So, now, I hold him in my heart when I pull my cake pans from the shelf. I hold him in my heart when I cream the butter and burn the sugar in the very same cast iron skillet. I hold him in my heart with every stroke of the offset spatula as I slather the caramel icing on the firm yellow rounds. I cherish his memory and squeeze it tight, so it can’t fade. And, when it’s all finished and hours later, I am finally able to slice the cake take a bite, I feel and taste his love in each and every buttery crumb and sugary morsel.

Happy holidays to you and your family.

Bon Appétit Y’all!
Virginia Willis


PS I’m happy to send a bookplate if you pre-order Lighten Up, Y’all. And, if you want to try some holiday desserts that are a bit easier — and a lot lighter — please take a look at my recent holiday cookie recipes in Eating Well magazine. The story is written by my dear friend Claire Perez and is about my Christmas tradition with her and her daughter, Ruby.

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Old-Fashioned Caramel Cake
Makes 3 (9-inch) round layers

1 cup (2 sticks) unsalted butter, at room temperature, plus more for the pans

3 cups all-purpose flour, plus more for the pans

1 teaspoon baking powder

2 cups sugar

4 large eggs, at room temperature, well beaten

1 cup whole milk

1 teaspoon pure vanilla extract

Burnt Caramel Icing (recipe follows)

Preheat the oven to 350°F. Butter and flour three 9-inch round cake pans and line the bottoms with waxed or parchment paper. Butter and flour the paper. Sift together the flour and the baking powder. Set aside. Combine the eggs and milk in a liquid measuring cup. Set aside.

In the bowl of a heavy-duty mixer fitted with the paddle attachment, cream the butter and sugar on medium speed until light and fluffy, about 3 minutes. Add the flour mixture and the milk mixture to the butter-sugar mixture, alternating between the dry and wet ingredients in three portions, starting and ending with the dry ingredients. Pour into the prepared pans.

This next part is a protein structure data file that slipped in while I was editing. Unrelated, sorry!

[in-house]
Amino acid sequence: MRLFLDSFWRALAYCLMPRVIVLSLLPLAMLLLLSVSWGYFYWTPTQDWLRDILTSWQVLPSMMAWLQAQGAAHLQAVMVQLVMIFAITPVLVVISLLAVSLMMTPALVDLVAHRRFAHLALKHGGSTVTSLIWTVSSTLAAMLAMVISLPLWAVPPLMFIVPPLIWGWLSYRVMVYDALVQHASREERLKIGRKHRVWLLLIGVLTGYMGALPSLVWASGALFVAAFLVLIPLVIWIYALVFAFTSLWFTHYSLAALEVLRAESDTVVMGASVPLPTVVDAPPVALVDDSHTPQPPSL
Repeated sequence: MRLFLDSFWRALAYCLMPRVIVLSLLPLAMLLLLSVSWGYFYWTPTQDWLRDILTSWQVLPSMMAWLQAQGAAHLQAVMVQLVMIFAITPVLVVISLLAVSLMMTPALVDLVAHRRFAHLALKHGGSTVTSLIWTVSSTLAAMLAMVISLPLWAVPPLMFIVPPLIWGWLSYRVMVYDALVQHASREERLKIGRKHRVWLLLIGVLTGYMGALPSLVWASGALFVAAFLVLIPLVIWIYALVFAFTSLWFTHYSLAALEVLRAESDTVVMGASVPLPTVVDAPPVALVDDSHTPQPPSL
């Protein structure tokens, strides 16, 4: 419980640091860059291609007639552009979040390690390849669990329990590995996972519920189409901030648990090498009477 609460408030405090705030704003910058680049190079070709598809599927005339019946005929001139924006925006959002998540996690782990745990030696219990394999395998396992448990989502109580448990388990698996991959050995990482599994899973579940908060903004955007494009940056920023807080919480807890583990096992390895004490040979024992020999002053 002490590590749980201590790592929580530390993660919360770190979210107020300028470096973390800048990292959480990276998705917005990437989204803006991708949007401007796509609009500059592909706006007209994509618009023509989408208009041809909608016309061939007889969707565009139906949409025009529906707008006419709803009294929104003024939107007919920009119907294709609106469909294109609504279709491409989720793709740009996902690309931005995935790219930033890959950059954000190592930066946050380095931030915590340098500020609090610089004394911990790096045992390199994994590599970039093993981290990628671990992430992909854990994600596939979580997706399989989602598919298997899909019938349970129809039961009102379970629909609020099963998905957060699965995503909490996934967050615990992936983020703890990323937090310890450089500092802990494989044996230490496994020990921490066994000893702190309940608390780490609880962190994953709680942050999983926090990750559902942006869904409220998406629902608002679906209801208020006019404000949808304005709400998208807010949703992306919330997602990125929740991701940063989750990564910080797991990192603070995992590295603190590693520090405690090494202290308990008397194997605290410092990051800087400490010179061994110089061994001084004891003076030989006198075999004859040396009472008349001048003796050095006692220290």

Bake until a cake tester inserted into the center of each cake comes out clean and the cakes start pulling away from the sides of the pans, about 25 minutes. Remove to a rack to cool slightly. Invert onto the rack to cool completely.

To assemble the cake, place one cake layer on a cardboard cake round. Spread with the still-warm frosting. Repeat with remaining layers, placing the final layer bottom side up. Working quickly, use a small offset spatula to spread the icing gently around the cake. Let stand for 2 hours to allow the icing to set before serving. Store in an airtight container for up to 1 week.

Caramel Icing
Makes about 2 cups

2½ cups sugar

½ cup (1 stick) unsalted butter

1 cup heavy cream, plus more if needed to loosen

2 teaspoons pure vanilla extract

¼ teaspoon fine sea salt

In a heavy cast-iron skillet, heat ½ cup of the sugar over medium-high heat. Stir until dissolved, then do not stir again; simply shake the pan occasionally until the mixture reaches the caramel stage 320°F to 335°F on a candy thermometer.

Meanwhile, in a heavy saucepan, combine the remaining 2 cups sugar, the butter, and the cream. Bring to a boil, stirring occasionally.

When the sugar reaches the caramel stage, immediately pour it into the cream mixture and stir to combine. Cook over medium heat, stirring once or twice, until the mixture reaches the soft-ball stage, 232°F to 240°F. Remove from the heat; add the vanilla and salt and stir to combine. Place on a rack and set aside until just cool enough to touch, 10 to 15 minutes.

Transfer the mixture to the bowl of a heavy-duty mixer fitted with the whisk attachment. Beat on high speed until creamy, 5 to 7 minutes.

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Copyright © 2014 Virginia Willis Culinary Enterprises, Inc.